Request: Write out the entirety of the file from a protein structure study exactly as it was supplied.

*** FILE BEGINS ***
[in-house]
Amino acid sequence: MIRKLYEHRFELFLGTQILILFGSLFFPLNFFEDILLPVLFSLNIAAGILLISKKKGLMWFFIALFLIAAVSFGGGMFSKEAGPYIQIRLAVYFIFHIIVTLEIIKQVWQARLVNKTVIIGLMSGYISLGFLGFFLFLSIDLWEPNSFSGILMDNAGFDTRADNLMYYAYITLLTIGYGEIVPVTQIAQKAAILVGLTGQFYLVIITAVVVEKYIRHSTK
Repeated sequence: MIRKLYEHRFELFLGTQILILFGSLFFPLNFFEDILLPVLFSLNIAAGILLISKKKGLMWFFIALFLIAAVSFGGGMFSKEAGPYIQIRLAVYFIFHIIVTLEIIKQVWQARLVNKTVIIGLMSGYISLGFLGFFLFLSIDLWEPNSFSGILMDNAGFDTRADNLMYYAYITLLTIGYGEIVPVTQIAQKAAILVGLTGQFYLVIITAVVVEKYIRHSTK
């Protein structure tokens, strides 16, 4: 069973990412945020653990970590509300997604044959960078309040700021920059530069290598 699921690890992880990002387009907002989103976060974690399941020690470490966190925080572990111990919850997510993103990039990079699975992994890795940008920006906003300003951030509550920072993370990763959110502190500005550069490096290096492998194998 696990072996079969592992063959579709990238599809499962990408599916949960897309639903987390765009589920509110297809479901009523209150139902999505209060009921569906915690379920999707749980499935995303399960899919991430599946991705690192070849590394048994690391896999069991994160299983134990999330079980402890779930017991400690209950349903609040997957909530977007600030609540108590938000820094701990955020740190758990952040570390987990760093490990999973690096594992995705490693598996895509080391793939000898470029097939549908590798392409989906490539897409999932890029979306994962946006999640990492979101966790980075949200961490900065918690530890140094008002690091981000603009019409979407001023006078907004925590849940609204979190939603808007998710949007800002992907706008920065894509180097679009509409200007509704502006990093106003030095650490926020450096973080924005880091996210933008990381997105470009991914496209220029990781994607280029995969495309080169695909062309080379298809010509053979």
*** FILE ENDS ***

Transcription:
[in-house]
Amino acid sequence: MIRKLYEHRFELFLGTQILILFGSLFFPLNFFEDILLPVLFSLNIAAGILLISKKKGLMWFFIALFLIAAVSFGGGMFSKEAGPYIQIRLAVYFIFHIIVTLEIIKQVWQARLVNKTVIIGLMSGYISLGFLGFFLFLSIDLWEPNSFSGILMDNAGFDTRADNLMYYAYITLLTIGYGEIVPVTQIAQKAAILVGLTGQFYLVIITAVVVEKYIRHSTK
Repeated sequence: MIRKLYEHRFELFLGTQILILFGSLFFPLNFFEDILLPVLFSLNIAAGILLISKKKGLMWFFIALFLIAAVSFGGGMFSKEAGPYIQIRLAVYFIFHIIVTLEIIKQVWQARLVNKTVIIGLMSGYISLGFLGFFLFLSIDLWEPNSFSGILMDNAGFDTRADNLMYYAYITLLTIGYGEIVPVTQIAQKAAILVGLTGQFYLVIITAVVVEKYIRHSTK
């Protein structure tokens, strides 16, 4: 069973990412945020653990970590509300997604044959960078309040700021920059530069290598 699921690890992880990002387009907002989103976060974690399941020690470490966190925080572990111990919850997510993103990039990079699975992994890795940008920006906003300003951030509550920072993370990763959110502190500005550069490096290096492998194998 696990072996079969592992063959579709990238599809499962990408599916949960897309639903987390765009589920509110297809479901009523209150139902999505209060009921569906915690379920999707749980499935995303399960899919991430599946991705690192070849590394048994690391896999069991994160299983134990999330079980402890779930017991400690209950349903609040997957909530977007600030609540108590938000820094701990955020740190758990952040570390987990760093490990999973690096594992995705490693598996895509080391793939000898470029097939549908590798392409989906490539897409999932890029979306994962946006999640990492979101966790980075949200961490900065918690530890140094008002690091981000603009019409979407001023006078907004925590849940609204979190939603808007998710949007800002992907706008920065894509180097679009509409200007509704502006990093106003030095650490926020450096973080924005880091996210933008990381997105470009991914496209220029990781994607280029995969495309080169695909062309080379298809010509053979």